Famed environmental journalist and activist Bill McKibben urged a crowd of over 250 students Tuesday night to support a reduction in fossil fuel emissions to stem global warming.

At a Yale Political Union debate, titled “Resolved: Divest from Fossil Fuels,” McKibben argued that society must find ways to restrict corporations from emitting fossil fuels without facing appropriate repercussions. McKibben has authored several books on curbing climate change, including “The End of Nature,” which was considered the first book related to global warming when it was published in 1989.

“We need to figure out ways to take away the social license of the fossil fuel industry,” he said. “Companies investing in fossil fuels are investing in the richest industry on the planet, so it won’t be easy … [These companies] have become an outlaw force, an outlaw against the laws of physics and chemistry.”

While different YPU parties took opposing stances on how to best combat global warming, McKibben stressed that there should be “no particular partisan cast to these ideas.” McKibben said he thinks everyone has a stake in this problem, adding that the issue should excite students’ moral sympathies and their instincts for self-preservation.

“This is between human beings on the one side and chemistry and physics on the other,” he said.

To encourage students to take action, McKibben discussed an organization he spearheaded four year ago called “350.org,” which has advocated for reduced emissions in 188 countries across the globe. The group has held roughly 20,000 demonstrations thus far, McKibben said, and the organization will launch a campaign this November to “speak truth” about the fossil fuel industry’s power.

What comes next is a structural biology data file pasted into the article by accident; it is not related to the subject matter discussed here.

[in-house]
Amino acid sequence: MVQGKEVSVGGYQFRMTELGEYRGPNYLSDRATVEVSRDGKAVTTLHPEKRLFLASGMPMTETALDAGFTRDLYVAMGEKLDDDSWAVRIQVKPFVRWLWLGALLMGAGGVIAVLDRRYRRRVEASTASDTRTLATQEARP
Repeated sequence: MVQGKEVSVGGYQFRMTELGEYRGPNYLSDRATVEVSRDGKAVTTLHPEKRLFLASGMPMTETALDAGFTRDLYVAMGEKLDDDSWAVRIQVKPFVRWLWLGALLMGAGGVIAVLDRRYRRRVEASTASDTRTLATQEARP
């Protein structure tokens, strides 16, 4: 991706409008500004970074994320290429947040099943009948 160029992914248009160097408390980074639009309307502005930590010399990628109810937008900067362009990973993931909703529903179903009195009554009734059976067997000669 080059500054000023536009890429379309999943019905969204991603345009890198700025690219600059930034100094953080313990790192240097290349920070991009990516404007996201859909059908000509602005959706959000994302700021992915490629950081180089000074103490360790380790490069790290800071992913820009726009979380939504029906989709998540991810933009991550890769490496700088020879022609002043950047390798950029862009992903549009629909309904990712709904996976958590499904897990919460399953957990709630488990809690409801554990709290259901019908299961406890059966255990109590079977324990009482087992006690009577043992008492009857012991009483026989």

Jeremy Weltmer ’13, former YPU floor leader of the right, led the opposition side, arguing that the companies responsible for much of fossil fuel emissions are also investing heavily in clean energy alternatives, so they deserve continued support rather than divestment.

McKibben refuted Weltmer with reference to the fact that BP sold all of its divisions in solar power two years ago.

Responding to a question about how college activism could affect change in the fossil fuel industry, McKibben said he believes Yale students have the ability to argue persuasively for fossil fuel reductions. With the correct mix of politeness and confrontation, he said, Yale students could make an impact alongside fellow college students around the country.

Five audience members praised McKibben’s clarity and conciseness, as well his ability to simplify a complicated topic.

Amalia Halikias ’15, a member of the Independent Party, said she thought the debate was incredibly informative, as she previously knew very little about the scope of fossil fuels’ impact on global warming.

Josh Revesz ’13 said he agreed with most of McKibben’s stance and was not convinced by Weltmer’s argument because oil companies would reduce their profit margins by developing clean energy technologies. Party of the Left member Stephen Marsh ’13, who gave a speech supporting McKibben’s position, said he thought McKibben provided a strong moral case. He added that while he thought speakers on the opposing side also gave well-presented speeches, he found some hard to believe because their logic was circular.

Pleased by the large student turnout, Harry Graver ’14, speaker of the YPU, said he thought the debate was a success.

“Bill McKibben was engaging, understandable, and I liked that he did not focus on the hard science parts of the global warming debate,” said Graver, also a staff columnist for the News. “Everyone I think left with questions to ask themselves on how their feelings on the issue have changed.”

McKibben graduated in 1982 from Harvard, where he was president of the Harvard Crimson newspaper.

Correction: Sept. 28

A previous version of this article said Yale Political Union guest speaker Bill McKibben argued that energy company BP divested its interests in solar and wind power two years ago. However, BP maintains investments in wind farms across the United States.